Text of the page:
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Saturday, 15 April, 2000, 13:20 GMT 14:20 UK
Mafia supergrass who escaped revenge
Tommaso Buscetta
Tommaso Buscetta died of natural causes
By David Willey in Rome

The death of Tommaso Buscetta, Italy's most famous Sicilian Mafia supergrass, brings back memories of three decades of efforts I have witnessed by the Italian state to defeat the Mafia.

The criminal organisation refuses to die

Mr Buscetta, who died on 2 April aged 71, was the first former Mafia boss to reveal the secrets of organised crime. Last year he wrote a book provocatively entitled "The Mafia Has Won".

He spent his last years in the USA, where plastic surgeons had given him a new face, and justice authorities a new home in Florida, a new identity and a pension.

He had to go into exile for deciding to turn state evidence after nine members of his family, including two of his sons, were killed in a Mafia feud.

Judge Giovanni Falcone, the mastermind Mafia investigator, travelled to Brazil in 1984 where Mr Buscetta was serving time on drug smuggling charges. He convinced him to break the fearsome Mafia code of silence - or 'omerta' in Sicilian dialect.

Judge Giovanni Falcone
Judge Falcone died in a car bomb
For his pains Judge Falcone was murdered eight years later, along with a colleague and members of their police escort.

Following the murders, 7,000 Italian soldiers were sent to Sicily to try to show Sicilians the presence of the State and the rule of law on the streets of Palermo.

But after several years Rome got tired, and the troops returned to the mainland.

The criminal organisation refuses to die. It has simply metamorphosed from drugs into new lucrative fields of crime, such as smuggling people from the Balkans, international money laundering in cahoots with Russian crime gangs, and good old-fashioned business extortion.

Only this week a court in Catania, in eastern Sicily, sentenced 15 people to life imprisonment for a series of 25 murders carried out during years of vendetta between rival Mafia families for control of their territories.

Pizza connection

Tommaso Buscetta was a colourful character. He had had wives in three continents and served many years in prision in Italy, Brazil and the USA for drug smuggling. He finally decided to break with his former comrades in crime and managed to die a non-violent death in his own Florida home.

Not many summers ago he was spotted by an Italian journalist enjoying a holiday on board a Mediterranean cruise-ship with his wife, Cristina.

He was the first major 'pentito', as the Italians call their supergrasses

Mr Buscetta provided valuable intelligence to US justice in the notorious 'Pizza Connection' case in New York and for that reason was granted protection under the US witness protection programme. He had greater faith in the power of the Americans to protect his life than in the police of his own country.

He was the first major "pentito", as the Italians call their supergrasses. Just 45 days after he was extradited to Rome from Brazil, he told everything he knew about the organisation of the Mafia to Judge Falcone. His unprecedented detailed evidence provided the basis for the biggest criminal trial in Sicilian history in 1986 with more that 500 people accused. Hundreds of Mafia bosses were sent to prison as a result.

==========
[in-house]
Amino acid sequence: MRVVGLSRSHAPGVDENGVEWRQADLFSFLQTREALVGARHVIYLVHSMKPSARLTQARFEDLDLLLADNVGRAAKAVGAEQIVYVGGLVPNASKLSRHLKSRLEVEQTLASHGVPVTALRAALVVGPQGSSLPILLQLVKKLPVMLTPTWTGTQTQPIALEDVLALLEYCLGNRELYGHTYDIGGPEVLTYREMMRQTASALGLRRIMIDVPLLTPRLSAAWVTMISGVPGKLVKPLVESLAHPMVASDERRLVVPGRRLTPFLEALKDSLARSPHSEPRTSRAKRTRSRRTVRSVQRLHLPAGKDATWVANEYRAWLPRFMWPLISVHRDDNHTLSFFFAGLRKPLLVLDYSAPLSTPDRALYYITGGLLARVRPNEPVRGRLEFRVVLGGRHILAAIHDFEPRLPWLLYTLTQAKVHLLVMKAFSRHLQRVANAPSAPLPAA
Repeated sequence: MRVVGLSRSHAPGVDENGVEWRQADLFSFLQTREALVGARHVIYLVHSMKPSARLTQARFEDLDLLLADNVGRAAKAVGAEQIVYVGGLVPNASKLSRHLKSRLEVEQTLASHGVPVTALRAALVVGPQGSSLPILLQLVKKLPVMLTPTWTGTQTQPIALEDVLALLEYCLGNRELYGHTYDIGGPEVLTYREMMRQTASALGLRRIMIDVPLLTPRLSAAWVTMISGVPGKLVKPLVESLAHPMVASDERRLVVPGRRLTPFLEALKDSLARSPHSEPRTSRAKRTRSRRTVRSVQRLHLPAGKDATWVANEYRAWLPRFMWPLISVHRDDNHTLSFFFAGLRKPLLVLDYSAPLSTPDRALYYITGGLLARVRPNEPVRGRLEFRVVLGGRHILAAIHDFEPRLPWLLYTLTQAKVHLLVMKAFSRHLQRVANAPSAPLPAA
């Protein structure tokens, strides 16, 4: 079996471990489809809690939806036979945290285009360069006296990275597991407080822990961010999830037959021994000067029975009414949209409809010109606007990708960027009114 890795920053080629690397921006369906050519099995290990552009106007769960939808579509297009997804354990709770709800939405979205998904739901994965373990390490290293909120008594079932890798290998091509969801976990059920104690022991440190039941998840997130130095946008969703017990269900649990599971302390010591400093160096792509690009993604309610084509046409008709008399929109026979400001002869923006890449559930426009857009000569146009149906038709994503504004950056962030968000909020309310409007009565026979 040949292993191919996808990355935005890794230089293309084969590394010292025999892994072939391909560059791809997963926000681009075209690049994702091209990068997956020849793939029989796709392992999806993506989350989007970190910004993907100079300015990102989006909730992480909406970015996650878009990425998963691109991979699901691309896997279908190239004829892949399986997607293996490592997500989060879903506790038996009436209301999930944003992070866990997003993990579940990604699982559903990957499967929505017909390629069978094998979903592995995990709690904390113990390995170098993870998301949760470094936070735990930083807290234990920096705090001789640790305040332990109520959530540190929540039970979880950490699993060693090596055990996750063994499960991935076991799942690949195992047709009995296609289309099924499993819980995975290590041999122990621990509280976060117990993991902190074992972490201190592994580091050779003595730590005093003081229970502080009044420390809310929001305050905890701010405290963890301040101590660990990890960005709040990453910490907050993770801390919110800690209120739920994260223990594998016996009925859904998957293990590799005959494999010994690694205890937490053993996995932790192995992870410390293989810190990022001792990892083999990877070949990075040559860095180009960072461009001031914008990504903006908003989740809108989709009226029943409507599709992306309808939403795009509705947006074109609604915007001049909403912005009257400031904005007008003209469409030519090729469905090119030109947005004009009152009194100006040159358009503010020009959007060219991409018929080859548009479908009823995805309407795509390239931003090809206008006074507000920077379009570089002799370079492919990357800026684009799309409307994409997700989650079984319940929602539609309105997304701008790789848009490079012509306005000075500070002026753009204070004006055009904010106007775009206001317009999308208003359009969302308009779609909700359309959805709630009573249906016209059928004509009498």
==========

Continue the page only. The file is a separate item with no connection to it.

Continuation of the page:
The number of officially recognised pentiti has now swollen to several hundreds. Together with their wives, children and close relatives, they form a community of several thousand people who are now being supported by the state and given police protection.

But there is growing criticism of the way in which hardened criminals are often able to benefit from official leniency in exchange for information.

The case of the Mafia hit-man Giovanni Brusca, who was granted pentito status despite committing many brutal murders - including dissolving in acid the body of the 12-year-old son of one of his former henchmen - aroused particular opposition among lawmakers.

The harsh prison regime to which the worst Mafia offenders are normally subject was suspended and he was given a small monthly income.

But a new law going through parliament will regulate the use of pentiti, and stiffen the conditions under which they can benefit from co-operating with justice. The new regulations will require the accused to answer all questions put to him in open court as well as before private investigators, and will ensure he serves at least a quarter of any sentence handed down.

Revenge killings

Ten years before Mr Buscetta decided to throw in the towel, another Mafia member had tried to blow the whistle on organised crime in Sicily. His name was Leonardo Vitale.

Palermo: Full of mystery
One day he walked into a Palermo police station and said he wanted to talk. But no-one believed his story. He was committed to a mental institution instead.

At least in hospital he was safe from the Mafia. They would not go to the bother of killing him because no-one believed his story.

Killing him, the Mafia reasoned, would prove he had been telling the truth.

When Tommaso Buscetta much later confirmed the secrets that Mr Vitale had first revealed to incredulous police, the authorities decided to rehabilitate him, and released him from the mental asylum.

Within three days the Mafia had taken their revenge for betrayal. Mr Vitale was shot down in the street.

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See also:

04 Apr 00 | Europe
Sicilian Mafia supergrass dies
22 Mar 00 | Europe
Blow in fight against Mafia
19 Jan 99 | From Our Own Correspondent
Living with the Mafia
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